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Feeling rushed: Can Kylie Fitts, Isaiah Irving fill Bears’ needs at OLB?

Bears rookie outside linebacker Kylie Fitts signs autographs at training camp. (Ashlee Rezin/Sun-Times)

BOURBONNAIS — As practice played out Thursday, Leonard Floyd seemingly did less and less.

And the more Floyd watched, the more it became apparent that outside linebacker truly is a position in flux for the Bears.

“[It’s] part of the plan of how many reps we want to get him,” coach Matt Nagy said when asked about Floyd’s inactivity. “He’s good to go, but this is going to be a long season. We know what he can do. That’s been established.”

With that plan in place for Floyd — who’s being closely monitored after injuring ligaments in his right knee last season — Kylie Fitts and Isaiah Irving will get more opportunities to establish themselves at Olivet Nazarene University. They’re two young combatants in a very important position battle for defensive coordinator Vic Fangio.

Outside linebacker is full of wild cards, starting with Floyd and free-agent addition Aaron Lynch, who’s coming off two tumultuous years with the 49ers and has missed five consecutive practices because of a hamstring issue. Fitts, a sixth-round selection this year, and Irving, an undrafted free-agent signee from last year, are part of that mix, too. The Bears desperately need one of them to emerge as a viable contributor this season. With a lackluster pass rush, the defense can’t take the next step it so often talks about.

If Fitts and/or Irving tail off in camp and then struggle in the preseason, it wouldn’t be surprising to see general manager Ryan Pace scour the waiver wire after teams trim down rosters. He’s done it before with other positions.

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That said, it hasn’t taken long for Fitts, Irving and others to realize the importance and potential impact of the opportunities they’re getting on a daily basis. They’re not toiling away with the third team, but often facing the Bears’ best players.

“I see a big opportunity this year,” Irving said. “I’m one year better. I feel a lot more experienced, and I feel a lot more confident.”

Fitts, meanwhile, is an early standout in camp. He even apologized to Nagy for getting too close to his quarterbacks during practices.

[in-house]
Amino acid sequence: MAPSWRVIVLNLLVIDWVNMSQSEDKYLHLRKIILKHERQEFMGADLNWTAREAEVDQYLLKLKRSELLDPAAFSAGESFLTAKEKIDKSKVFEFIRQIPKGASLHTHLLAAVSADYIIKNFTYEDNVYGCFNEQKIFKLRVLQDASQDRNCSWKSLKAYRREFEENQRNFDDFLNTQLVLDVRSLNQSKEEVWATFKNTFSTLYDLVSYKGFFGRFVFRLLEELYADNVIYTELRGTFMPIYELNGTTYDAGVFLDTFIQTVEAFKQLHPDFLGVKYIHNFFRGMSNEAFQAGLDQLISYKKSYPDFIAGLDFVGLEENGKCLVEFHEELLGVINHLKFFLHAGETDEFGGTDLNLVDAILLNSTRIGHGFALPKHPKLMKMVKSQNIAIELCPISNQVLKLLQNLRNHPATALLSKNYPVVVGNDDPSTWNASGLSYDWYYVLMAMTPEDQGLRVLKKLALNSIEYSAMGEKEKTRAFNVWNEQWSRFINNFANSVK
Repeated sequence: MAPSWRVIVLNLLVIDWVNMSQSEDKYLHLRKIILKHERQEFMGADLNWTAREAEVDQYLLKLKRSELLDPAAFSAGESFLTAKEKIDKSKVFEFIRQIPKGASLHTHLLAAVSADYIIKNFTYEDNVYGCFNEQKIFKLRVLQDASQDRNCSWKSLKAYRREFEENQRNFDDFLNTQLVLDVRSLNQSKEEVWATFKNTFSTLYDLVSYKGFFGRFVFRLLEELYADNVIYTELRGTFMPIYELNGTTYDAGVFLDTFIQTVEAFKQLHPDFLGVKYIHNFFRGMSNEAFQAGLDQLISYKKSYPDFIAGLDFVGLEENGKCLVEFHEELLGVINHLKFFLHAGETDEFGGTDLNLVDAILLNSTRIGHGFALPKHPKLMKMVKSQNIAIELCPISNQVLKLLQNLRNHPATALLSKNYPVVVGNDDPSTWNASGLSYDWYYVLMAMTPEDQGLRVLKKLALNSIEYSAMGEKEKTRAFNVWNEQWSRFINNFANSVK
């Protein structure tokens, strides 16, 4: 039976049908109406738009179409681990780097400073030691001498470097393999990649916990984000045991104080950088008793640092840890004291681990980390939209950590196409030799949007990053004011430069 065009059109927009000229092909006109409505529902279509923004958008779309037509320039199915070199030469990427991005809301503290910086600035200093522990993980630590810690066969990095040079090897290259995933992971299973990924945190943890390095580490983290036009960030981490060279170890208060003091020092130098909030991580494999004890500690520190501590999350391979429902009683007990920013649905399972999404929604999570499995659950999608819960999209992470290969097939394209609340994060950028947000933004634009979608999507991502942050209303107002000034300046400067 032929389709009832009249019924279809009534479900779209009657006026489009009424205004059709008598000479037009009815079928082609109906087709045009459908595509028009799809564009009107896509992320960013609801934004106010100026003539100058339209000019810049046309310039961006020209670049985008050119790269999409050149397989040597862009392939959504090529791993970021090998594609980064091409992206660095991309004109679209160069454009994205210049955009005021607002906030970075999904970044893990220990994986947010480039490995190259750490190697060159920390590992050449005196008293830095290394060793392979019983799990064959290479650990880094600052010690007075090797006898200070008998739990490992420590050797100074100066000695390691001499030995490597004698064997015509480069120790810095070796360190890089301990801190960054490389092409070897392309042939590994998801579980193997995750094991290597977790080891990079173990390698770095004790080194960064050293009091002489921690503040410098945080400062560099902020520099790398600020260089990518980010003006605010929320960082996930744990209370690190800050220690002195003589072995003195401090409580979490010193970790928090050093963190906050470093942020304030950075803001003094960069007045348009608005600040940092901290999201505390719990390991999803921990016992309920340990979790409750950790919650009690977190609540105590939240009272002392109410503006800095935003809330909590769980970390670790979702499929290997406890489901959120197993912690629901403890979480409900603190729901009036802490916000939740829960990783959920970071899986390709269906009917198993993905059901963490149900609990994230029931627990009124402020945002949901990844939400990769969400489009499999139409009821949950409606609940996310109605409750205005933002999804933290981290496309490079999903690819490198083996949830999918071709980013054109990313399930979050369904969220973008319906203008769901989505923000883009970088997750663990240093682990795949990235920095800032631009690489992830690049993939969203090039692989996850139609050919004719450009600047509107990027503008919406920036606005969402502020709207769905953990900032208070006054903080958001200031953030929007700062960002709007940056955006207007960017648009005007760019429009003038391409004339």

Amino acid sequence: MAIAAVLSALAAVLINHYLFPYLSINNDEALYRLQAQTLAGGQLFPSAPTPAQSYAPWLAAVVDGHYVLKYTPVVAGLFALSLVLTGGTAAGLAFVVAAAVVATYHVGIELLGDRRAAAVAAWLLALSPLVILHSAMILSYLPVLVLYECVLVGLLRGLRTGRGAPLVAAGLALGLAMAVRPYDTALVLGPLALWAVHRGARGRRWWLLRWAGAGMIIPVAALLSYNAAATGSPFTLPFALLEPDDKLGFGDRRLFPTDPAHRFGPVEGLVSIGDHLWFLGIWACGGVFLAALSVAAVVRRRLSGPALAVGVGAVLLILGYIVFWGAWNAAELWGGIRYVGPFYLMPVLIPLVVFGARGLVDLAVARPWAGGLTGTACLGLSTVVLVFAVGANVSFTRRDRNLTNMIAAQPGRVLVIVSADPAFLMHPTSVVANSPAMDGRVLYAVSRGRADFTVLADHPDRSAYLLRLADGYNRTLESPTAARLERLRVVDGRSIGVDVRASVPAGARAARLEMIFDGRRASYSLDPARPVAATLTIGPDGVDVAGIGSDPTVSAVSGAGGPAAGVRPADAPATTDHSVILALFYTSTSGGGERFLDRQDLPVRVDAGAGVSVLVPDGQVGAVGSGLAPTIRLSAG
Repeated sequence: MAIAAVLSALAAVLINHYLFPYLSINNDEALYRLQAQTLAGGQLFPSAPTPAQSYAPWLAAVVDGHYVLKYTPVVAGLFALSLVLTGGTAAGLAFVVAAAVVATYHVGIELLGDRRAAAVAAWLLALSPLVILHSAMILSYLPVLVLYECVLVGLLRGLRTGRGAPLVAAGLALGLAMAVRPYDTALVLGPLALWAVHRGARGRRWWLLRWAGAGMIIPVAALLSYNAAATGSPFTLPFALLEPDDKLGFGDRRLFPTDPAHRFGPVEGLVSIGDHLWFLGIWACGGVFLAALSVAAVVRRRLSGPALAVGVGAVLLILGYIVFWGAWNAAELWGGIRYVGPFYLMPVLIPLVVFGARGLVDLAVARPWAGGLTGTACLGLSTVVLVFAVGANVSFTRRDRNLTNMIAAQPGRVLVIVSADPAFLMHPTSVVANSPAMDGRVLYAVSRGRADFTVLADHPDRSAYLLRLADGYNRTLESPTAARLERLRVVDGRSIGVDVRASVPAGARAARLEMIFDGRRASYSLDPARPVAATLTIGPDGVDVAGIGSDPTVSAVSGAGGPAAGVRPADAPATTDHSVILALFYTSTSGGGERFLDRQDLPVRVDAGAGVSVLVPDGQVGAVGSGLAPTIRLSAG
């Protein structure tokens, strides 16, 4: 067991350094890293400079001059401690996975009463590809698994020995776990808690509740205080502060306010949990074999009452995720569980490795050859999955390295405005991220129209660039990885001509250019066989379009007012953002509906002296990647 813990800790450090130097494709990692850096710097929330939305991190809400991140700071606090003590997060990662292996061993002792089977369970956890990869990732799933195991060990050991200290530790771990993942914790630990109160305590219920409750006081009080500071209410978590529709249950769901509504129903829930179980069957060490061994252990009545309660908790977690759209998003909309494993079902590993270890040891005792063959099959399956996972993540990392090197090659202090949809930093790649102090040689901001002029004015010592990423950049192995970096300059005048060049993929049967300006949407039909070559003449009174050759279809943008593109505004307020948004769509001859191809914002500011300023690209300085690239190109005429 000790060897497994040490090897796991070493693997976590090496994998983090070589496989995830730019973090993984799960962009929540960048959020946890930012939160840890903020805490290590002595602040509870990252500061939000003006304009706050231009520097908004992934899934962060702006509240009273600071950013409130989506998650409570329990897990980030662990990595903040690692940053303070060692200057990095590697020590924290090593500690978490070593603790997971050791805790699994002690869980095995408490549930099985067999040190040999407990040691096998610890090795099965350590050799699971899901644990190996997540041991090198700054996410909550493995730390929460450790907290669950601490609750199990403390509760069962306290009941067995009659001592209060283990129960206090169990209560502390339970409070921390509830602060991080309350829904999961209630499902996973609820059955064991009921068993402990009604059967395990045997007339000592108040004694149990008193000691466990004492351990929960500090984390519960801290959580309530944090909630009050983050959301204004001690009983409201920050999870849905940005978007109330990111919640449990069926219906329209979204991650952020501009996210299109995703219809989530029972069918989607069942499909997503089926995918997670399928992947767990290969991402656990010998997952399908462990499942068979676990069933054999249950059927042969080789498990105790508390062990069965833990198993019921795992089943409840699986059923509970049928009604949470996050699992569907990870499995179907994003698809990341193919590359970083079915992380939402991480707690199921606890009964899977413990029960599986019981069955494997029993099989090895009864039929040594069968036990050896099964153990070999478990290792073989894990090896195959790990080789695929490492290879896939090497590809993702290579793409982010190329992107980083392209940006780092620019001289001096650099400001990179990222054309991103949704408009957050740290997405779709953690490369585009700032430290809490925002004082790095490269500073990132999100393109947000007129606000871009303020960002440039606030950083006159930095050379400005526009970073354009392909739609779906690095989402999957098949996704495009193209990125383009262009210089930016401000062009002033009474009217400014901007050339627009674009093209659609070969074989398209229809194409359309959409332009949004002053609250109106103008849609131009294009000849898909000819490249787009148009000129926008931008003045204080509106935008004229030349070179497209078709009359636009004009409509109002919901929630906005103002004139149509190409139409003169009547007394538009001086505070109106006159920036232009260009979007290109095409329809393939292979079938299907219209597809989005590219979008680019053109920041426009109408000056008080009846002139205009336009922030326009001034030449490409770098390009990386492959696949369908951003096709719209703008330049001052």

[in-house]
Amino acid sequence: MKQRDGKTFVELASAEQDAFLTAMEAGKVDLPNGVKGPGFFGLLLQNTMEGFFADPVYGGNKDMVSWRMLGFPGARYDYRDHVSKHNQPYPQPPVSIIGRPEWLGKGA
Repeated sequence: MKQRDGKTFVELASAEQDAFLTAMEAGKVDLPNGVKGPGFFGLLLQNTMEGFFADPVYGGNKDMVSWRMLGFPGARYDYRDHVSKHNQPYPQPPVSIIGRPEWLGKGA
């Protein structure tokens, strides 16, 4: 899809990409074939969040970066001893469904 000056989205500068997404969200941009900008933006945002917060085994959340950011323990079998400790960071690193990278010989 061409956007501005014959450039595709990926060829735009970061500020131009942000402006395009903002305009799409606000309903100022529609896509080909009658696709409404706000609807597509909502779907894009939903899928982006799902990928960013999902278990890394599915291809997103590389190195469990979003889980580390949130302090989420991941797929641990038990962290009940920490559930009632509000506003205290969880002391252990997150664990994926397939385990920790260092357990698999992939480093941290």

“It’s definitely a good opportunity, and I’m blessed to be here with the Bears,” Fitts said. “It’s a young group, and it’s very talented. I just have to come in every day and improve my technique and try and contribute as much as I can.”

Various injuries hurt Fitts’ production at Utah, then hurt his draft stock. But the Bears had a higher draft grade on Fitts than his sixth-round selection (181st overall) would indicate. He fits their profile because of his short-area quickness — underscored by his performances in the three-cone drill (6.88 seconds) and 20-yard shuttle (4.19 seconds) at the NFL Scouting Combine. Fitts tied Harold Landry, a second-round pick for the Titans, in those drills.

“[Fitts is] like a wolf,” veteran outside linebacker Sam Acho said. “He just goes and goes and goes. He hunts the quarterback. He’s really smart, too. It’s cool to see him grow, as far as understanding things like the [run-pass option] — when you play the run and when you have to play the pass — tackle sets and stances. [It’s] good to see.”

But Acho doesn’t want you to overlook Irving, who spent most of last season on the practice squad. He’s physically more imposing after spending parts of his offseason training with Acho.

“I know I can play the position,” Irving said.

Time will tell if Fitts and Irving are enough for Fangio, who takes a hand-on approach to his outside linebackers. Fangio certainly needs more beyond Acho and Floyd.

“At the end of the day, we know they can only keep [53] guys,” Fitts said. “So we’re all gunning for that top-four or top-five spot. Every day, you’ve got to come out with your best.”

Want your Bears training camp update without delay? Each day of summer practice, Sun-Times Bears’ beat writers Patrick Finley, Adam Jahns and Mark Potash will share exclusive insights on the workout and interviews in a livestream conversation 1 p.m. daily through August 12. Catch their live analysis and ask questions on Twitter: @suntimes_sports or follow Sun-Times Sports on Periscope to be notified of each live report.